From West to East: River Niger and the Nigerian people
Before the year 1965, if you had cause to travel to the eastern part of Nigeria from the west, be rest assured that part of your journey would have to be by ferries and pantoons, especially between Onitsha and its sister city Asaba.
The bridge connecting Asaba and Onitsha, popularly called “River Niger Bridge” which was built in 1965 at an approximate cost of five million Pounds (£5m) under the leadership of the then Prime Minister, Tafewa Balewa during the first republic by a French construction company known as Dumez connects the Western part of Nigeria with the South Eastern part of the country.
During the Nigerian Civil War of 1967 – 1970, in an attempt to halt the Nigerian advance, retreating Biafran soldiers destroyed the River Niger Bridge at Onitsha, trapping the Nigerians on the other side of the river. After the war, the bridge was rehabilitated.
The economic importance of the Niger bridge cannot be over emphasized as the bridge has opened up business opportunities between the East and rest of the country; enhance quick transportation of food stuffs which inadvertently has lead to cheaper prices of food commodities; ensured free flow of goods and services to other regions; the often overlooked benefit of integration and more harmonious united Nigeria.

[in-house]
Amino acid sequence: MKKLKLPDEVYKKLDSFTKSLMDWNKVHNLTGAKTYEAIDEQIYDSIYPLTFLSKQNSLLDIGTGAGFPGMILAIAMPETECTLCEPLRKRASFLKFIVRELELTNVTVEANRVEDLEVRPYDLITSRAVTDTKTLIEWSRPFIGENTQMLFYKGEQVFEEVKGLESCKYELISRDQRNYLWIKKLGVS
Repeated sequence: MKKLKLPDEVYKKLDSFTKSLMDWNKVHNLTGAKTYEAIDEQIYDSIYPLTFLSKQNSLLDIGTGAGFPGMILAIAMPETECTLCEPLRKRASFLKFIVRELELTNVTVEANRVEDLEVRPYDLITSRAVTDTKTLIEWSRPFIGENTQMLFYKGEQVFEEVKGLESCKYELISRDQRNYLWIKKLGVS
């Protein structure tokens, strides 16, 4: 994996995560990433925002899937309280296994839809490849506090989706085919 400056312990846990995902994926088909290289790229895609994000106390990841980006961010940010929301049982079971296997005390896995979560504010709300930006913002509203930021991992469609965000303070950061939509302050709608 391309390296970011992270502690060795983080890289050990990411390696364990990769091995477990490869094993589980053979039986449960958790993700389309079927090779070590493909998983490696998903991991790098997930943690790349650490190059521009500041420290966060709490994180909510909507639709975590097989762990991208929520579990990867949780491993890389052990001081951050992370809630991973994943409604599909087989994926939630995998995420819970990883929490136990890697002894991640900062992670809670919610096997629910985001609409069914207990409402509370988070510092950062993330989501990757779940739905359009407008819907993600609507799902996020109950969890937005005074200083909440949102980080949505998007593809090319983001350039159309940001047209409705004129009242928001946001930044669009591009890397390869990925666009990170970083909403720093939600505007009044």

As a matter of fact, the bridge is key to economic transformation of Nigeria, as it has improved commercial activities in the South East and South West.
Despite this enormous importance, the bridge has being overlooked and has deteriorated due to steady increase in human traffic on the bridge as a result of increase in population coupled with an upswing of socioeconomic activities and urbanization leading to increased human and vehicular traffic, thus causing frightening wear and tear on the critical infrastructure.
I would advice that repair works be done on the bridge so as to improve its economic importance or rather another Niger bridge be created.